Sunday 4 December 2016

Why the Web Summit leaving Ireland is a big mistake

Kieran Hannon

Published 22/10/2015 | 16:04

Web Summit co-founder Paddy Cosgrave
Web Summit co-founder Paddy Cosgrave

With the Web Summit just around the corner, the selection of next year’s location in Lisbon gave me heartburn.

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On a purely objective basis I can understand the rationale. But it’s more than a simple transaction.  Thanks to Paddy, Daire and others, the Web Summit is a sustained oxygen boost to the Irish community, technology and non-tech alike.  Indigenous companies thrive with the attention and proximity of the tens of thousands of like-minded individuals all trying to change the world.  It is contagious.

Furthermore, the Googles, Twitters, Facebooks, LinkedIns, HubSpots, and many, many, other international companies make Ireland their European center.  Those companies are big Web Summit supporters with their top execs in attendance for the week’s activities. 

One other factor to keep in mind is the state of the global economy.  When things are considered good like right now, moving to another country might be sustainable.  On the other hand, when there’s a market correction, the sustainability of an event is predicated on the underlying strength developed over the years to keep the momentum.  It can be safely said the Web Summit in Dublin represents that in spades.

I also know there are fundamental infrastructure issues playing a big factor in this decision.  The event WiFi is a major one.  Transportation is another with Dublin City reluctant to provide much needed traffic management taking advantage of bus shuttles and other forms of logistical enhancements.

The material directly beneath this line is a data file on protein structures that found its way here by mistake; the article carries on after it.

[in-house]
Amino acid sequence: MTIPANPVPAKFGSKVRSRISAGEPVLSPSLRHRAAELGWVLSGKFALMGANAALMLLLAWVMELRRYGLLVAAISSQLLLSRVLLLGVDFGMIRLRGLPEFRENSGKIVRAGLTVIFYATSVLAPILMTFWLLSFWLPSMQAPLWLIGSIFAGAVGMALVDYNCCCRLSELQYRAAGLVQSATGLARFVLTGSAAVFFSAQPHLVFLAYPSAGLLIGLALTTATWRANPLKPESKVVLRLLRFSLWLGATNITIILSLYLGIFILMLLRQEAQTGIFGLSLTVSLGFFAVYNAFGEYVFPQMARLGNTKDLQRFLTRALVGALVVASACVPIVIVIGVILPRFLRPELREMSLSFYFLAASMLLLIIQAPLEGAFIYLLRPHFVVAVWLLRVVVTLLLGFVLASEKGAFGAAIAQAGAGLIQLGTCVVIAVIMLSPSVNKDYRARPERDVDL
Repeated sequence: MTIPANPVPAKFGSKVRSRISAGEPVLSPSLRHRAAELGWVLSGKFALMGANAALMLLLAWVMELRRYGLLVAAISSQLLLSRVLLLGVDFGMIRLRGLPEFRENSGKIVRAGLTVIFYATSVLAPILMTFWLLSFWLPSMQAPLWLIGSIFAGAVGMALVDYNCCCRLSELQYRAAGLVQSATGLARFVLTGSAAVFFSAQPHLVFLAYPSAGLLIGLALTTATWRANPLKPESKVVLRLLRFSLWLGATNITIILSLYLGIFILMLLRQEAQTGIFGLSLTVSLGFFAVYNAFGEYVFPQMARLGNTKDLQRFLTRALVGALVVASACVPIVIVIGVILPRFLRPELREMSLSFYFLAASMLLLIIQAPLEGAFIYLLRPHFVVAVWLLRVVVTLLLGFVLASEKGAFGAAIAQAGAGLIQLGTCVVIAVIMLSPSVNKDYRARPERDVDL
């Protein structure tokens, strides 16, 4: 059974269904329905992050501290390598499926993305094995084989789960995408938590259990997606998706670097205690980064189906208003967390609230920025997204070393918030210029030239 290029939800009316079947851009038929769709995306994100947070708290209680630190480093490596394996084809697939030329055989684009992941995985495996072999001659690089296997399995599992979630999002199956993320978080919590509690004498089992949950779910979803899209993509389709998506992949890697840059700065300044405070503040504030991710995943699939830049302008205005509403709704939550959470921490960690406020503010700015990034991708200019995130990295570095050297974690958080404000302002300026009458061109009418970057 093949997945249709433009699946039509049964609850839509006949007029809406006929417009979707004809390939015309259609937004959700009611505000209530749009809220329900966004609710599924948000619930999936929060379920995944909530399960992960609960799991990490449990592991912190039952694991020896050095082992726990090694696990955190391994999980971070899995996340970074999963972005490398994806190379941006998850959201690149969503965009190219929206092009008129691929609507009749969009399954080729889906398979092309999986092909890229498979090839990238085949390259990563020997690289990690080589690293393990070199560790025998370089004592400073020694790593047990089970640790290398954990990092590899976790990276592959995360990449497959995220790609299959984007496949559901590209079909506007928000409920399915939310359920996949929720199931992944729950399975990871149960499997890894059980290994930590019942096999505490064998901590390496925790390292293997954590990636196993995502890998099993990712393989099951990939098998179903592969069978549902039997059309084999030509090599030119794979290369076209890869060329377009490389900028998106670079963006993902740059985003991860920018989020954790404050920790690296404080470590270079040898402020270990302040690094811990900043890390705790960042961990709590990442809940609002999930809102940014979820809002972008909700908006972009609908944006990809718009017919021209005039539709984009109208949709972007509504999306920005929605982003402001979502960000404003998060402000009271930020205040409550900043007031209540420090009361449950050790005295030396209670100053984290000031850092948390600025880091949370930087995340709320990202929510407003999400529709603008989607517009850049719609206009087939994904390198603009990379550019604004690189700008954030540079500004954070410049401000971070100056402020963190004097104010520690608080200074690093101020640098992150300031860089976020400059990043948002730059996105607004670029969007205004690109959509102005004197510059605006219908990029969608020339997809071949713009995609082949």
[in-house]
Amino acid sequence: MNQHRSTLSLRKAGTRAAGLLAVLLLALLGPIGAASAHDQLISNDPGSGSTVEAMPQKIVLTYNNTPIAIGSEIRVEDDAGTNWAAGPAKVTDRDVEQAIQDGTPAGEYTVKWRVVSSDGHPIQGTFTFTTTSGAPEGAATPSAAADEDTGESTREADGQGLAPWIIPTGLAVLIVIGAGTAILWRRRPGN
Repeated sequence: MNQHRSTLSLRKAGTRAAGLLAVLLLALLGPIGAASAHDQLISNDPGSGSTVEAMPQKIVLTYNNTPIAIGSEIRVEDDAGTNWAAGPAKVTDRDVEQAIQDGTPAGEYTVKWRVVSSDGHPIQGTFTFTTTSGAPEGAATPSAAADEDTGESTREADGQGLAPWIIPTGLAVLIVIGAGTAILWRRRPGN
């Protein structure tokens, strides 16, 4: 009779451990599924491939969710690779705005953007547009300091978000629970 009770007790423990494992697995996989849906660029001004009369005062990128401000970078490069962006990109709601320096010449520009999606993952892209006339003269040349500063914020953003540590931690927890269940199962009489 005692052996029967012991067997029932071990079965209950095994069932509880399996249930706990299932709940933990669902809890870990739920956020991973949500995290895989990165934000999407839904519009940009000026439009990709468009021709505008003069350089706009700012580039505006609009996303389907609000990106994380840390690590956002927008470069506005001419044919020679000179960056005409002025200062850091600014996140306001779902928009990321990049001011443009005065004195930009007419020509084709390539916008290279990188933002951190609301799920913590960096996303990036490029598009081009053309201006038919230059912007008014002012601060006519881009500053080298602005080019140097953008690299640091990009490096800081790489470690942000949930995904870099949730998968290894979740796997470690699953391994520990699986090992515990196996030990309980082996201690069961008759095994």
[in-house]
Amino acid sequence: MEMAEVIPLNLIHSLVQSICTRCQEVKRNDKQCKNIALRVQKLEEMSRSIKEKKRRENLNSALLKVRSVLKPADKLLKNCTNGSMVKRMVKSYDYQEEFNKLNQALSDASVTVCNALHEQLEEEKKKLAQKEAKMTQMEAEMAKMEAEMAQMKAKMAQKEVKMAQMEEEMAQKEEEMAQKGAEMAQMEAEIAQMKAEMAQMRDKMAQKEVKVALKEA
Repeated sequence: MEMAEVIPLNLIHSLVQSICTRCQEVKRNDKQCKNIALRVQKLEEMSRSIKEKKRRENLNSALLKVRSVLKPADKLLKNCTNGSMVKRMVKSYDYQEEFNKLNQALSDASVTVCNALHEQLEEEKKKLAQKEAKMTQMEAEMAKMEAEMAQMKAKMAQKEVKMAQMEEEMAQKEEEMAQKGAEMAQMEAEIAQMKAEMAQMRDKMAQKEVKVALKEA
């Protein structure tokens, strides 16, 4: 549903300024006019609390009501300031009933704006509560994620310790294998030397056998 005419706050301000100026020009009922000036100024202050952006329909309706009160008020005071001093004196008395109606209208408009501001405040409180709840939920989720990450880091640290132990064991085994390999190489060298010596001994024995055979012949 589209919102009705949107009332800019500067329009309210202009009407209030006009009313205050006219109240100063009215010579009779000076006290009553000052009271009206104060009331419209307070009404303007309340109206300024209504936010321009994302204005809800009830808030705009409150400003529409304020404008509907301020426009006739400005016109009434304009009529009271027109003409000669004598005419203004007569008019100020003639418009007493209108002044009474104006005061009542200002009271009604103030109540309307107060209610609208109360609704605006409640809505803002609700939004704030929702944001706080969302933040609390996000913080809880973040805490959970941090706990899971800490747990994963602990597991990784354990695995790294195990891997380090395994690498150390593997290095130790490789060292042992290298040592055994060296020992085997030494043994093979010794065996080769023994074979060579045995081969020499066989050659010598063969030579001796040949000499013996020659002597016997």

We should embrace the success and glory the Web Summit has bestowed upon Dublin and other Irish cities with new breakouts (e.g. Fintech) resulting from the team’s vision.

Now I’m sticking my neck out with a big plea for all interested parties to reconsider the decision.  In the cold light of day it’s hard to be attending next week’s summit knowing the following year will see a huge void. 

To the Irish Government, Dublin City and all representatives, now’s the time to re-engage.  Listen with an open mind to the needs of the Web Summit team and remove obstacles.  As someone who’s attended many conferences, the Web Summit is without a doubt one of the best, bar none.  Don’t kill the golden goose.  It will have a long lasting impact, not just on the tangible, but also the intangible benefits, that need to be fully considered.

In other words, suck it up and do what’s best for Dublin and Ireland, which is retaining the Web Summit for eternity.

And to my Ci brethren, I also ask you that you stand back from the abyss and start afresh.  There’s no other place on earth that has all the elements of a great conference that Dublin offers.  You can’t say “I had great craic” outside the borders of Ireland, a key brand tenet of the Web Summit.

Kieran Hannon is chief marketing officer of Belkin International, and is a speaker at this year's Web Summit.

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